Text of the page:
A Hollywood production portraying the real-life murderous rampage of a serial killer dubbed The Boston Strangler.
Great casting with Tony Curtis playing against type as the homicidal lead (and he does a great job- check out the chilling final scene), Henry Fonda and Murray Hamilton as detectives on his case.
This looks great as a film with beautiful cinematography. Sometimes the use of split screen and an almost mosaic style works very well (the scenes of Boston’s women buying more locks and guns in response to the culture of fear because of the Strangler use this technique really well) but at other times it feels a bit heavy-handed and patronising for the audience as you’re forced to focus on one aspect of the screen that you would have picked up on without this device being used.
Theres a great sequence where the police chief says that he wants every pervert to be questioned (he lists examples starting with ‘toilet queens’ which made me giggle). One locale we see a suspect being questioned is a 60’s gay bar. This doesn’t pull any punches with societal attitudes towards homosexuality being played out. The police detective says hes ‘slumming it’ by being in a gay bar when asked by his suspect if he was there to satisfy his curiosity. But then he quickly apologises. This almost sympathetic view towards gay people must have been shocking to audiences then.
This was also a very early Hollywood film about a real life serial killer. This subject has been examined a lot more since then in film and so parts of this movie feel a bit obvious and sensationalised. But its worth remembering that this film was very brave for examining this very gritty fare. Society was changing with a darker cloud rolling in after the summer of love and this encroaching darkness was now seeping into Hollywood cinema.
This film might lag in some sequences but it’s great in others.
So, the day has finally arrived. Fanboys have been counting down to this release since the start of the year. Yes, even though the film was due to drop in October. This film is a direct sequel to the first film, the filmmakers told us. We must pretend Parts 2-8 didn’t happen.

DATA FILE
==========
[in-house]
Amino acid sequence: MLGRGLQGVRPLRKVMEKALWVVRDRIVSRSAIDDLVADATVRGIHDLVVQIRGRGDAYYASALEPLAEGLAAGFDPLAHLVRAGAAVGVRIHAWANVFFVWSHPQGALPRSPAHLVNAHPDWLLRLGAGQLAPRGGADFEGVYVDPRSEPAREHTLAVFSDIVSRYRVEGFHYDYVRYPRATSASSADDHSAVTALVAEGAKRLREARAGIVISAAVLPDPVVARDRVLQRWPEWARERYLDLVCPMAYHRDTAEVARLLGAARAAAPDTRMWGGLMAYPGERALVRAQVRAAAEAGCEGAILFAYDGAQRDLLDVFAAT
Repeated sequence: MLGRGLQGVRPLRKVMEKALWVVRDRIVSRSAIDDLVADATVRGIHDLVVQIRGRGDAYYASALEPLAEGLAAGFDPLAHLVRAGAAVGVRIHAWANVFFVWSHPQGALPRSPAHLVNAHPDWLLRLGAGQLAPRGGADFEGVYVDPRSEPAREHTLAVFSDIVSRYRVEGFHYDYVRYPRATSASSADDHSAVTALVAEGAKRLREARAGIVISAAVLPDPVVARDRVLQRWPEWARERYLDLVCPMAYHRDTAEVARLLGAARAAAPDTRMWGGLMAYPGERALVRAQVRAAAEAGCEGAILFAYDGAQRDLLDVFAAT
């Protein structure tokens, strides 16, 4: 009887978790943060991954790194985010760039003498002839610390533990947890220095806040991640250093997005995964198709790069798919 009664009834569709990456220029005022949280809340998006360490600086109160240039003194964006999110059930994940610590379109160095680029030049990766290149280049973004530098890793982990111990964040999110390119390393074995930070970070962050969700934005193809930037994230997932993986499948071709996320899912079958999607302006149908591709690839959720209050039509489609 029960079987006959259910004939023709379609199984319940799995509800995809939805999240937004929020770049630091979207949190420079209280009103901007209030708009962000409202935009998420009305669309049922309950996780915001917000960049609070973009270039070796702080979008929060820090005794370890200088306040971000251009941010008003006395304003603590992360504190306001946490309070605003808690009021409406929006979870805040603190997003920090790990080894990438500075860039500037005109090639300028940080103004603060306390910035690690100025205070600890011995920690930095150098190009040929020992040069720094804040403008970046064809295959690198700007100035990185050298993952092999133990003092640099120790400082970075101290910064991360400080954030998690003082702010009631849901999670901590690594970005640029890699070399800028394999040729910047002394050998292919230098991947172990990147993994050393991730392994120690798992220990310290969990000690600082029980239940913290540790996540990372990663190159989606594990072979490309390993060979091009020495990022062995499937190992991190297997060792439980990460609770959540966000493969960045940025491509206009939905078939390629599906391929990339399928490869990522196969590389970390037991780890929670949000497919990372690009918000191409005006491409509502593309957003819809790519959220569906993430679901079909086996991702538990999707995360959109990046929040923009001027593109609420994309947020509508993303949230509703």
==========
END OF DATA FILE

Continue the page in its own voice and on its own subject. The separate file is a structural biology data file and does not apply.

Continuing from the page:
So, whats it like?
It feels like some kind of faux sequel made exclusively for Netflix. Even John Carpenter’s score feels like a plastic pastiche.
It’s quite an achievement to make a horror film that has no tension or atmosphere. They have managed with this film. Which is such a shame. The original Halloween has atmosphere, tension and menace by the bucketload.
I have never rolled my eyes so many times during any other film. The starting sequence in which Michael is shown his old mask and then all the surrounding asylum inmates start to go crazy made me want to stab myself in the eyes. That was followed by a title sequence which made me scream ‘Oh please!’ in the cinema. A flattened and deflated pumpkin filmed in reverse becomes whole again. In fact it’s a good metaphor for the whole film- inadvertently funny yet tragic at the same time.
The only character I liked in this film was Michael. Some of his moments were the only moments of light in the whole affair. When asked to speak by his doctor (imagine an Omar Shariff impersonator doing a dreadful Donald Pleasance impression) Michael stamps on his head making it smash like the pumpkin at the beginning of those awful titles. Michael speaks through violence. Another moment has Michael walking through a house which he has adorned with his latest victims- like a very sick art installation. This was a nice touch and a great (and subtle) reference to the original.
But the worst aspect of the film were the nods to modern politics. There is a very obvious thread of ‘diversity’ that comes across as ham-fisted and very patronising. Theres a character whose gender is unconfirmed (looks like a boy, talks about getting back for dance class) but might be a girl. Strode’s granddaughter and her boyfriend go to a Halloween party dressed as Bonnie and Clyde- her as Clyde (male), him as Bonnie (female). Edgy. Except it’s not. There’s even the grotesque stereotype of the sassy black child. I honestly expected him to exclaim ‘What You Talking About, Willis?!’ Please have a diverse cast, please don’t make it so obvious so that it feels like tokenism.
There’s also plenty of references to Me Too, Times Up and The Sisterhood (I’m dry-heaving typing this). Laurie exclaims ‘Times up!’ at one point and screams over her colleagues who are talking over her. She will have her voice heard! The film further reinforces this sense of the sisterhood with a prominent scene really obviously placing Strode, her daughter and granddaughter all together in the frame (I could say more about this scene but I’d hate to spoil the film for you hahahaha). In fact this scene is so repellent that when I saw it I actually screamed ‘Oh *beep* off!’ in the cinema. But, the film depicted Me Too and Times Up a bit too well. Laurie is hysterical, irrational and deranged most of the time. Kudos to the director for holding up a mirror.
For a brilliant, deft, and innovative example of feminism and diversity in a film check out Patty Jenkins’ Wonder Woman. The ‘No Man’s Land’ sequence epitomises ‘We Can Do It!’ in action and without the amateur dramatics. The scene in which she recruits the member for her expedition team is a far greater and emotionally moving demonstration of diversity and a sense of everyone being empowered to get involved and engaged.